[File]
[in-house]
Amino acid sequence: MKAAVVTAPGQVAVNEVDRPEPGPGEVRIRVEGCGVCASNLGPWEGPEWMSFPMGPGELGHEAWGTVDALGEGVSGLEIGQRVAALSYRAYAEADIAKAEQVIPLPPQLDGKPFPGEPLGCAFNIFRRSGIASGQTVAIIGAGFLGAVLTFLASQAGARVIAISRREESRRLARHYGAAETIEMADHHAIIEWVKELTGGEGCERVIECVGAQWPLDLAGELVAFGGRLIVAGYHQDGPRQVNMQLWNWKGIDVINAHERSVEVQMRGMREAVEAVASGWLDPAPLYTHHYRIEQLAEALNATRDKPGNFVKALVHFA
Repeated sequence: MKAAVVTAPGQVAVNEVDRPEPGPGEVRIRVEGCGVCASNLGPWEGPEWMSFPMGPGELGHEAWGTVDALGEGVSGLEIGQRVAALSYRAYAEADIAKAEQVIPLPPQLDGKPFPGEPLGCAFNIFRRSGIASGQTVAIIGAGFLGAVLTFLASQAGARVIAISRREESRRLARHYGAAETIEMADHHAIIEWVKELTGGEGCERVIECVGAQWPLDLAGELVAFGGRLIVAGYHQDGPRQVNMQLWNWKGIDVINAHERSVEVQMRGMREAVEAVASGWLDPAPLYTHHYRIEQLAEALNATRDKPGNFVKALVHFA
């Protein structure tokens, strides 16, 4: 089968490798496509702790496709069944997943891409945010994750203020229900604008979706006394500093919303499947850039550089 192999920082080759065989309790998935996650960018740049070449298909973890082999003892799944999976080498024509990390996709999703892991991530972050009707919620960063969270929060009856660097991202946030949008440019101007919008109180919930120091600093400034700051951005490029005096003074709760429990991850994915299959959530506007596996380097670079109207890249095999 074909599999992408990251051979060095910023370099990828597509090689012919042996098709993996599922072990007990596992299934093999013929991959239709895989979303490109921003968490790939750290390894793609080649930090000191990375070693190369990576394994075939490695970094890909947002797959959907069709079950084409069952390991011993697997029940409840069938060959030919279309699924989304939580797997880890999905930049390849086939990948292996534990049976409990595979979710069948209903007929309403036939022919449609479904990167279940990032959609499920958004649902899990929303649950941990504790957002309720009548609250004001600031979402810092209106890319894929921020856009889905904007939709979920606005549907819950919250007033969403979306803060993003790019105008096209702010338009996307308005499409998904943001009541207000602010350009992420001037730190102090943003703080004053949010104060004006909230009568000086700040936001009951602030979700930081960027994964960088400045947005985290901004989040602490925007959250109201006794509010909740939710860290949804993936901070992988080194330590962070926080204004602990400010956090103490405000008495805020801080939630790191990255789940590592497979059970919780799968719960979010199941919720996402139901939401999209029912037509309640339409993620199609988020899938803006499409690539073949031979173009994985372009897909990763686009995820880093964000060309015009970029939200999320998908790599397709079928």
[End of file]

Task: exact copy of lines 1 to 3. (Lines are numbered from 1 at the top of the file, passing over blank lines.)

[in-house]
Amino acid sequence: MKAAVVTAPGQVAVNEVDRPEPGPGEVRIRVEGCGVCASNLGPWEGPEWMSFPMGPGELGHEAWGTVDALGEGVSGLEIGQRVAALSYRAYAEADIAKAEQVIPLPPQLDGKPFPGEPLGCAFNIFRRSGIASGQTVAIIGAGFLGAVLTFLASQAGARVIAISRREESRRLARHYGAAETIEMADHHAIIEWVKELTGGEGCERVIECVGAQWPLDLAGELVAFGGRLIVAGYHQDGPRQVNMQLWNWKGIDVINAHERSVEVQMRGMREAVEAVASGWLDPAPLYTHHYRIEQLAEALNATRDKPGNFVKALVHFA
Repeated sequence: MKAAVVTAPGQVAVNEVDRPEPGPGEVRIRVEGCGVCASNLGPWEGPEWMSFPMGPGELGHEAWGTVDALGEGVSGLEIGQRVAALSYRAYAEADIAKAEQVIPLPPQLDGKPFPGEPLGCAFNIFRRSGIASGQTVAIIGAGFLGAVLTFLASQAGARVIAISRREESRRLARHYGAAETIEMADHHAIIEWVKELTGGEGCERVIECVGAQWPLDLAGELVAFGGRLIVAGYHQDGPRQVNMQLWNWKGIDVINAHERSVEVQMRGMREAVEAVASGWLDPAPLYTHHYRIEQLAEALNATRDKPGNFVKALVHFA